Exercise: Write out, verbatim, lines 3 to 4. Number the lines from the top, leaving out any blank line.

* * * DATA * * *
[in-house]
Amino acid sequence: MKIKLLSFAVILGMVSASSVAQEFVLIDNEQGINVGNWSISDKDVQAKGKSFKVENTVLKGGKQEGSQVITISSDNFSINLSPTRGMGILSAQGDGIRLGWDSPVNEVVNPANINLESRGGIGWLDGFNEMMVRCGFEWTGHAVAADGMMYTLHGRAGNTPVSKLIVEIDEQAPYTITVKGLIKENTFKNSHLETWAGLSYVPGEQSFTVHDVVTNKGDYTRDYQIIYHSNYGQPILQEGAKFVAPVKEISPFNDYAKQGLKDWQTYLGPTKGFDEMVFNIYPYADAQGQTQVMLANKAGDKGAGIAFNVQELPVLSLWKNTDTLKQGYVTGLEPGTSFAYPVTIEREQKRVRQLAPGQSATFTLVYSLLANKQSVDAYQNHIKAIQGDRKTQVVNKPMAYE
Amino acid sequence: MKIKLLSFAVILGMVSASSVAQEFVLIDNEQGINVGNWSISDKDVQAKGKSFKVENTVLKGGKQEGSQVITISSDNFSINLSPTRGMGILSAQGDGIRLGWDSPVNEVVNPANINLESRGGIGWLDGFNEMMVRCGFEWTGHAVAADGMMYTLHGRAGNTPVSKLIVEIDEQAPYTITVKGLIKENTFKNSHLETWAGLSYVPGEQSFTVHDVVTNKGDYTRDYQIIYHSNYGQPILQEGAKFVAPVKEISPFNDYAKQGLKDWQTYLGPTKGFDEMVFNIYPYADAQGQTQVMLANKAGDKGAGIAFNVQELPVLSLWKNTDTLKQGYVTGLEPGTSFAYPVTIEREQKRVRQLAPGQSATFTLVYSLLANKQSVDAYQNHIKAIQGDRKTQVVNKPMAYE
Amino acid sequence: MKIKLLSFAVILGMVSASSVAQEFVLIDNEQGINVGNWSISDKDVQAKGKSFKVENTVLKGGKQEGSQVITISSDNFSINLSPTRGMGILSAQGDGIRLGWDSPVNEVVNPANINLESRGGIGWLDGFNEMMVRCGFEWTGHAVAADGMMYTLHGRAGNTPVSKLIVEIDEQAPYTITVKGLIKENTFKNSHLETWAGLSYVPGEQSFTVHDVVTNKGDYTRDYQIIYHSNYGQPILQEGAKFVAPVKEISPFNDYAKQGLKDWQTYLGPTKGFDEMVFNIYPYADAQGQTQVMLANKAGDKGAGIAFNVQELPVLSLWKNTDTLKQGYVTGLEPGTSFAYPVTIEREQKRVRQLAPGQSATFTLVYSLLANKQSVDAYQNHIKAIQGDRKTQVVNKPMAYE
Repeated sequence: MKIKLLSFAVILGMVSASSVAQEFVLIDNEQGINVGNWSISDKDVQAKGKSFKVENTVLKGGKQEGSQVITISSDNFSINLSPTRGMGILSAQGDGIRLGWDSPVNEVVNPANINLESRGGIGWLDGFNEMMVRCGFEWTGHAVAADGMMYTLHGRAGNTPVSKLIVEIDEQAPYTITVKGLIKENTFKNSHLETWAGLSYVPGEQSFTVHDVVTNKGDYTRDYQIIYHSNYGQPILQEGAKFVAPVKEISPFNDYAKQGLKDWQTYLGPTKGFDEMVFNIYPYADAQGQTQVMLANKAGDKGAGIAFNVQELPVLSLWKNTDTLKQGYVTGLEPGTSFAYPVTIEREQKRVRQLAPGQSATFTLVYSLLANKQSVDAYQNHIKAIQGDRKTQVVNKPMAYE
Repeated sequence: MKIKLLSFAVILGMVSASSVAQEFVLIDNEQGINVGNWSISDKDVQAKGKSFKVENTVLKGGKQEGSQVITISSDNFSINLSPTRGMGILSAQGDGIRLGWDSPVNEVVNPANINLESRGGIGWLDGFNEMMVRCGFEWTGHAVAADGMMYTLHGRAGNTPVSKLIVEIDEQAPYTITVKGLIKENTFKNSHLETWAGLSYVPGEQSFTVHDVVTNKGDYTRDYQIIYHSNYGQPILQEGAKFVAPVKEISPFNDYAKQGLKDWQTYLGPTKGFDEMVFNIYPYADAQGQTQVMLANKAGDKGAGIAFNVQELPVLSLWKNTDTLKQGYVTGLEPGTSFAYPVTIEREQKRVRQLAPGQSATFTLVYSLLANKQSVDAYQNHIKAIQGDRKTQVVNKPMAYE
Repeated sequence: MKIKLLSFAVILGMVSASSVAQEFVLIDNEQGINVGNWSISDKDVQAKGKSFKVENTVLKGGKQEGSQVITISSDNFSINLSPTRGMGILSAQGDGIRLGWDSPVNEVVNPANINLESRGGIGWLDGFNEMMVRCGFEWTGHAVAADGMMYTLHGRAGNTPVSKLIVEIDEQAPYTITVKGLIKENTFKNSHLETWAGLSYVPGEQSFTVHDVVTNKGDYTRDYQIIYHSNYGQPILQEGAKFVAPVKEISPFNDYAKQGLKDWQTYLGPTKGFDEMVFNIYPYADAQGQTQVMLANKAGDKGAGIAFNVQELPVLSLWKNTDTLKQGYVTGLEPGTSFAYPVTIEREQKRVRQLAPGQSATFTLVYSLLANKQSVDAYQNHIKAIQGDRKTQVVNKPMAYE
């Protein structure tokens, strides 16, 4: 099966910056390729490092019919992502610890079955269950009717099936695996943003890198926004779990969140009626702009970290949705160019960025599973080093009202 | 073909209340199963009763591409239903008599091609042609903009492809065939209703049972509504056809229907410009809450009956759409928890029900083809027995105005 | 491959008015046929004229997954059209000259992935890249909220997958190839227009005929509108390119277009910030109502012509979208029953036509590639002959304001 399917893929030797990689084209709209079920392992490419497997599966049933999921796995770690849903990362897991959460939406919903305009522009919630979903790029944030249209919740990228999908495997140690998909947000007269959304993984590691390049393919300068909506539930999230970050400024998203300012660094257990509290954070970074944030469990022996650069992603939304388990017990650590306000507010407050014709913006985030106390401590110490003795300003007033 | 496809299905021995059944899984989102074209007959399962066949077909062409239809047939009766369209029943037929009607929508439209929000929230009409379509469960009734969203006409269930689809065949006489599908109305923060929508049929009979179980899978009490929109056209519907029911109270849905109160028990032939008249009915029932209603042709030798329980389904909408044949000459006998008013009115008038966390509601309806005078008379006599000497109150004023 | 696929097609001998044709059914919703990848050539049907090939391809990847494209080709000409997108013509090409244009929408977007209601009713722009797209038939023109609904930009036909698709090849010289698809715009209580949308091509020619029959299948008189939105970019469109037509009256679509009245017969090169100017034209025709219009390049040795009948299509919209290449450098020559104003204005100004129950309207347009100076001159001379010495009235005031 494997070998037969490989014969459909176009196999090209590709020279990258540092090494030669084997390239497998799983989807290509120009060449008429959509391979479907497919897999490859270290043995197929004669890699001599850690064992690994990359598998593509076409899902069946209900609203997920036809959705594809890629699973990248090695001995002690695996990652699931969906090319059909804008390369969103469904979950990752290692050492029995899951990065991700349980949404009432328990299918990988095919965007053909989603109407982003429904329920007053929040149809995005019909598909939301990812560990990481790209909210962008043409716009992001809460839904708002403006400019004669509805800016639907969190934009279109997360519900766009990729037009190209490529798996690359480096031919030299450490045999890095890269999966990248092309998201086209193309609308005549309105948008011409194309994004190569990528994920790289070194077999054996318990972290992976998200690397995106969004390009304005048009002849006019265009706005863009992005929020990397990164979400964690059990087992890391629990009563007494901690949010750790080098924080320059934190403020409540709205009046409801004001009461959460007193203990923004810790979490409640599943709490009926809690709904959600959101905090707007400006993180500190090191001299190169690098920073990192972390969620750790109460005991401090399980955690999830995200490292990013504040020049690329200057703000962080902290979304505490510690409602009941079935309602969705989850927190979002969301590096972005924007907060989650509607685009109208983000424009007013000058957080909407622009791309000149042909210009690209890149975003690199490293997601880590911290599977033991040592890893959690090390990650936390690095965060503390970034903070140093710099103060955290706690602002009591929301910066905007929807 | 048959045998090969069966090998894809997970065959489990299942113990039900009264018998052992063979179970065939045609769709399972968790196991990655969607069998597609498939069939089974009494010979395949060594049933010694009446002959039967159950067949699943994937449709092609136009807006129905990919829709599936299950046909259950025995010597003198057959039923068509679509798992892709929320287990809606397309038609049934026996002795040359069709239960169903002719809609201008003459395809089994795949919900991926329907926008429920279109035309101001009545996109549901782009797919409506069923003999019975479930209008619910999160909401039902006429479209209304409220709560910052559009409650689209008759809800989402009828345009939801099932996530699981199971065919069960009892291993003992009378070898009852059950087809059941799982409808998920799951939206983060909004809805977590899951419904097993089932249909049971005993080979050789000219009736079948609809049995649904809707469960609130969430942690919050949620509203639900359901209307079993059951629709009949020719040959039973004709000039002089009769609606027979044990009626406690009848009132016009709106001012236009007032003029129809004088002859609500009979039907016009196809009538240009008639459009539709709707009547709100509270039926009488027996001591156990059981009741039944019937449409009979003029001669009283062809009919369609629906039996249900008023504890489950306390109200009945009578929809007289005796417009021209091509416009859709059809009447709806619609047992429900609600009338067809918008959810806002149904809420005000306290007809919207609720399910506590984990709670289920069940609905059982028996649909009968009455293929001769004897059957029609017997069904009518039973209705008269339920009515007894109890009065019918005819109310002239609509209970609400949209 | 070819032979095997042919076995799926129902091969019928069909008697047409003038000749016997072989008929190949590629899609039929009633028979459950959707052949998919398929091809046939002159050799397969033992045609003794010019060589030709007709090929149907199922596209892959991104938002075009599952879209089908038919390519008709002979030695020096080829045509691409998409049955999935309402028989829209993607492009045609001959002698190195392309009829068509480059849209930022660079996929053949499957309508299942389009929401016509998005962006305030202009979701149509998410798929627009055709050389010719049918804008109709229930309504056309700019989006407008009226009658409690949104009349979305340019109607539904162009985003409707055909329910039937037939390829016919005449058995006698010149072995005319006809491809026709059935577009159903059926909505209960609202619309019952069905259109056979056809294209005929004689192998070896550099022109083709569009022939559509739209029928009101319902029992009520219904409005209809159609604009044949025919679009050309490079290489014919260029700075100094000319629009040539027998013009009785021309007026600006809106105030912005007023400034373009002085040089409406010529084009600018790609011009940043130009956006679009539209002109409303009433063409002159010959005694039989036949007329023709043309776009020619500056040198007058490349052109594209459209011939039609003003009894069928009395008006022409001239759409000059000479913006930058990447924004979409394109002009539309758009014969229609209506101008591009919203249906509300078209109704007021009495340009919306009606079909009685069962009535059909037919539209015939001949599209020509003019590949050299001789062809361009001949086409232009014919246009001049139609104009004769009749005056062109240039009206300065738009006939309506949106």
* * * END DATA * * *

Amino acid sequence: MKIKLLSFAVILGMVSASSVAQEFVLIDNEQGINVGNWSISDKDVQAKGKSFKVENTVLKGGKQEGSQVITISSDNFSINLSPTRGMGILSAQGDGIRLGWDSPVNEVVNPANINLESRGGIGWLDGFNEMMVRCGFEWTGHAVAADGMMYTLHGRAGNTPVSKLIVEIDEQAPYTITVKGLIKENTFKNSHLETWAGLSYVPGEQSFTVHDVVTNKGDYTRDYQIIYHSNYGQPILQEGAKFVAPVKEISPFNDYAKQGLKDWQTYLGPTKGFDEMVFNIYPYADAQGQTQVMLANKAGDKGAGIAFNVQELPVLSLWKNTDTLKQGYVTGLEPGTSFAYPVTIEREQKRVRQLAPGQSATFTLVYSLLANKQSVDAYQNHIKAIQGDRKTQVVNKPMAYE
Amino acid sequence: MKIKLLSFAVILGMVSASSVAQEFVLIDNEQGINVGNWSISDKDVQAKGKSFKVENTVLKGGKQEGSQVITISSDNFSINLSPTRGMGILSAQGDGIRLGWDSPVNEVVNPANINLESRGGIGWLDGFNEMMVRCGFEWTGHAVAADGMMYTLHGRAGNTPVSKLIVEIDEQAPYTITVKGLIKENTFKNSHLETWAGLSYVPGEQSFTVHDVVTNKGDYTRDYQIIYHSNYGQPILQEGAKFVAPVKEISPFNDYAKQGLKDWQTYLGPTKGFDEMVFNIYPYADAQGQTQVMLANKAGDKGAGIAFNVQELPVLSLWKNTDTLKQGYVTGLEPGTSFAYPVTIEREQKRVRQLAPGQSATFTLVYSLLANKQSVDAYQNHIKAIQGDRKTQVVNKPMAYE